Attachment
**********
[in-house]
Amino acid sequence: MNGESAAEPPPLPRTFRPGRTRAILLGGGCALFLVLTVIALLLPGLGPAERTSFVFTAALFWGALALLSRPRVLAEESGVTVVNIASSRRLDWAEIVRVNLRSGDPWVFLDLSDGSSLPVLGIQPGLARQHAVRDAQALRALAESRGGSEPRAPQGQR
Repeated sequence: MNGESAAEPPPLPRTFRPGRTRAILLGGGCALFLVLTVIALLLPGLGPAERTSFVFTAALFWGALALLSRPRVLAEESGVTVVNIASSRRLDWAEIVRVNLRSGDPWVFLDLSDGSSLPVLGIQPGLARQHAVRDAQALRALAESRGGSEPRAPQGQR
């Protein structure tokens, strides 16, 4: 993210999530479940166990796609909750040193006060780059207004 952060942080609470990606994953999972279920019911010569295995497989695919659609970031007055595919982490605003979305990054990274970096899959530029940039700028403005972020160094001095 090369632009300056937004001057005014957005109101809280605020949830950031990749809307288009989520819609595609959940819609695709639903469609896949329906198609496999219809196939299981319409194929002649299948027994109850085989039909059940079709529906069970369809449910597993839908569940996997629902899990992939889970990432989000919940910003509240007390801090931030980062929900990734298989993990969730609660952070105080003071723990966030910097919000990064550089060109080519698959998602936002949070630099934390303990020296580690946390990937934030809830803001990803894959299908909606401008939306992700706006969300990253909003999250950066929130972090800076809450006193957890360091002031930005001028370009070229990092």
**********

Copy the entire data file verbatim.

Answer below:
[in-house]
Amino acid sequence: MNGESAAEPPPLPRTFRPGRTRAILLGGGCALFLVLTVIALLLPGLGPAERTSFVFTAALFWGALALLSRPRVLAEESGVTVVNIASSRRLDWAEIVRVNLRSGDPWVFLDLSDGSSLPVLGIQPGLARQHAVRDAQALRALAESRGGSEPRAPQGQR
Repeated sequence: MNGESAAEPPPLPRTFRPGRTRAILLGGGCALFLVLTVIALLLPGLGPAERTSFVFTAALFWGALALLSRPRVLAEESGVTVVNIASSRRLDWAEIVRVNLRSGDPWVFLDLSDGSSLPVLGIQPGLARQHAVRDAQALRALAESRGGSEPRAPQGQR
């Protein structure tokens, strides 16, 4: 993210999530479940166990796609909750040193006060780059207004 952060942080609470990606994953999972279920019911010569295995497989695919659609970031007055595919982490605003979305990054990274970096899959530029940039700028403005972020160094001095 090369632009300056937004001057005014957005109101809280605020949830950031990749809307288009989520819609595609959940819609695709639903469609896949329906198609496999219809196939299981319409194929002649299948027994109850085989039909059940079709529906069970369809449910597993839908569940996997629902899990992939889970990432989000919940910003509240007390801090931030980062929900990734298989993990969730609660952070105080003071723990966030910097919000990064550089060109080519698959998602936002949070630099934390303990020296580690946390990937934030809830803001990803894959299908909606401008939306992700706006969300990253909003999250950066929130972090800076809450006193957890360091002031930005001028370009070229990092």